Monday, June 04, 2007


President Bush is getting a raucous welcome to Prague where citizens are not too excited at his plans to build a missile shield in Eastern Europe. Demonstrations are underway and you can read AP and other reports about them, but I wanted to give you a more inside look so all my info comes from Czech sources.

Polls say that more than 60 per cent of Czechs oppose the idea of hosting the radar system, which would be built inside the sprawling Brdy military zone southwest of Prague, and surveys in Poland suggest just one in four Poles wants the missiles.

Reports in the Prague Post say protesters promised mass demonstrations in three locations around the city, including Wenceslas Square, which saw about 2,000 radar base protesters Saturday. Those in the crowd said they had gathered more than 100,000 signatures calling for a referendum on a radar base Bush wants to build west of the capital.

“I am not here because I am a communist voter or anything like that,” said demonstrator Pavel Bacha. “I am not against the U.S. as a whole, I just detest what Mr. Bush is doing.”

Don't we all.

Monday evening, with the U.S. president's arrival pending, the No to Bases coalition, which organized the demonstrations, was planning to ramp up its rallies for the June 4–5 Bush visit.

“We believe at least 10,000 people will attend the June demonstrations,” said Jan Tamáš, spokesman for No to Bases.

Many protesters voiced concern over the Russian response, and fear the radar base could be targeted in a conflict with Iran or North Korea. “I’m afraid we won’t be safe here,” said protester Simona Linhartová. “One Cold War finished recently; another one is about to start.”

Milan Krajča, chairman of the Communist Youth Union, says Bush’s visit mainly presents an opportunity to speak out against the radar base. Still, the protests will express dissatisfaction with the Bush administration on other hot-button foreign policy issues. “The Bush government and policy [represent] the war against Afghanistan, Iraq and other countries,” Krajča says.

The following is from Radio Praha.

Prague set for arrival of US President George W. Bush

Tourists who chose this Monday and Tuesday for quick stopovers in Prague picked the worst possible time if they were hoping to see the area of Prague Castle. To put it bluntly, they won't. The Castle and more immediate surroundings have been closed off as part of intense security in place ahead of the arrival of US President George W. Bush. In terms of security, Prague has rarely seen anything like it (the closest perhaps being a NATO Summit in 2002).

Czech Gripens and L-159s as well as military helicopters will be on stand-by as Prague awaits the arrival of Air Force One. On the ground, 1,500 police officers as well as members of Czech intelligence will then cooperate with Mr Bush's own security team in terms of guarding the president.

Regarding Mr Bush's visit, Tuesday will see the most important meetings: the US president will meet at the Castle with his counterpart Vaclav Klaus and with Prime Minister Mirek Topolanek. Among issues to be discussed one of the most important will no doubt be US missile defense. The US is negotiating with the Czech government the possibility of deploying an American radar base in the Czech Republic as part of a broader defense shield.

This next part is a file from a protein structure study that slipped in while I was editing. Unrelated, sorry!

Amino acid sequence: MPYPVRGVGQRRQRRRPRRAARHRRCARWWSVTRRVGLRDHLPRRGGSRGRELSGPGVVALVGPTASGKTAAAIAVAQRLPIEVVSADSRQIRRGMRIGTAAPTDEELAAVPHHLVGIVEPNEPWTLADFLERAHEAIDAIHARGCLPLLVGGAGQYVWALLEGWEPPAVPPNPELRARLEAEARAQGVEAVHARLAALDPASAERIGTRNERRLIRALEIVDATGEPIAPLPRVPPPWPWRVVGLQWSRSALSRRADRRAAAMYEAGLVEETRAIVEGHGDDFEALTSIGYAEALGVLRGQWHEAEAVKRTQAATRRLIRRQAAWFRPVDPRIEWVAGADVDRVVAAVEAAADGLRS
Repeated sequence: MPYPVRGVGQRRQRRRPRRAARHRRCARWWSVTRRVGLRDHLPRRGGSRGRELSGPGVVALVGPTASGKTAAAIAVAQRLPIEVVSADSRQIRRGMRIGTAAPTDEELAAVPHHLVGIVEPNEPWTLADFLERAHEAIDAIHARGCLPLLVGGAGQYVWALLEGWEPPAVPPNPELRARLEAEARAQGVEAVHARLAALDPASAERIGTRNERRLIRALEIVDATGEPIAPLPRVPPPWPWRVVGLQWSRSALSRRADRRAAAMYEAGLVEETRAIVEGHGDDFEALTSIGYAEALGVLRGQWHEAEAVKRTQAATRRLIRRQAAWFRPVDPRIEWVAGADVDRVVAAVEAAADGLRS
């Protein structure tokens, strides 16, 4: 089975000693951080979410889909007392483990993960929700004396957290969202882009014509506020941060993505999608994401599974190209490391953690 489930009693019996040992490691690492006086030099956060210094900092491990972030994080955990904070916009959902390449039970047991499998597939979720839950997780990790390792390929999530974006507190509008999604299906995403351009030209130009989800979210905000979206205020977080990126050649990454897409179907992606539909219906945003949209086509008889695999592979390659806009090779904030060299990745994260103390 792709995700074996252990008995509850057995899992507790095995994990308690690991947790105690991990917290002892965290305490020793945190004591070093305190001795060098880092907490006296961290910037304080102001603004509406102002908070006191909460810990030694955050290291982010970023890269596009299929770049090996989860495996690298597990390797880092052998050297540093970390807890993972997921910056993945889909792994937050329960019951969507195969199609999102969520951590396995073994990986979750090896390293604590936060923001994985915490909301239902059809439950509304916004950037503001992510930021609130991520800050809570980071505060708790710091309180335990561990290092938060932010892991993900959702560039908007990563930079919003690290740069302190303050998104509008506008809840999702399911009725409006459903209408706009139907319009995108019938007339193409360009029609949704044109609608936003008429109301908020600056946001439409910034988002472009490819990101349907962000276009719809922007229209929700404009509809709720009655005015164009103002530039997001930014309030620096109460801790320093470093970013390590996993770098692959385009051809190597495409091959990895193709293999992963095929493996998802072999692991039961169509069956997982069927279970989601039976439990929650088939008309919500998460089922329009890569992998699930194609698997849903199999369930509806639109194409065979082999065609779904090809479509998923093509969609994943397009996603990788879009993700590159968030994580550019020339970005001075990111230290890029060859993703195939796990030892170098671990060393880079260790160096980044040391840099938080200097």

But although the proposal has gotten initial backing from the government opinion polls suggest that around 61 percent of Czechs are against. Monday will also see a demonstration on Hradcanske namesti or square next to Prague Castle. I spoke about that with one of the main organisers, Jan Tamas, of the "No to Bases" initiative:

"We want to make sure that our political leaders hear the message that the majority of Czechs oppose the system and we also want to use the opportunity of Mr Bush's being here to make sure he hears it too. The majority of Czechs oppose the system; we [as an initiative] do not think it is going to make us, or Europe, or the whole world safer. We believe the contrary: that if we want to have a safer world we need to begin disarming."

RP: Given that security around the Castle is so heightened, do you have any
concerns that things could get out of hand?

"Well we certainly hope not.
None of the demonstrations that we organised in the past were ever violent and
there weren't any problems at all. We hope that this one will be in the same
spirit. In case there are any problems we will of course cooperate with the
police. We are still negotiating with them right now as to how the whole thing
will go, making final arrangements. I would say that we are hoping for the best
and that it will be non-violent like all the demonstrations that have come

RP:You mentioned the police: have you been given any special
instructions this time?

"It seems that the police are much more heavily
prepared and we almost feel that we are going to be 'encircled' in sort of a
cage. That's not a good feeling. There have also been reports that some people
will not be able to get in because of various streets being closed, but we will
do our best for people to get in and hope that the demonstration will be a

Organisers say they originally expected a crowd of around 5,000 but now say the number may be smaller given difficulties of getting to the location.

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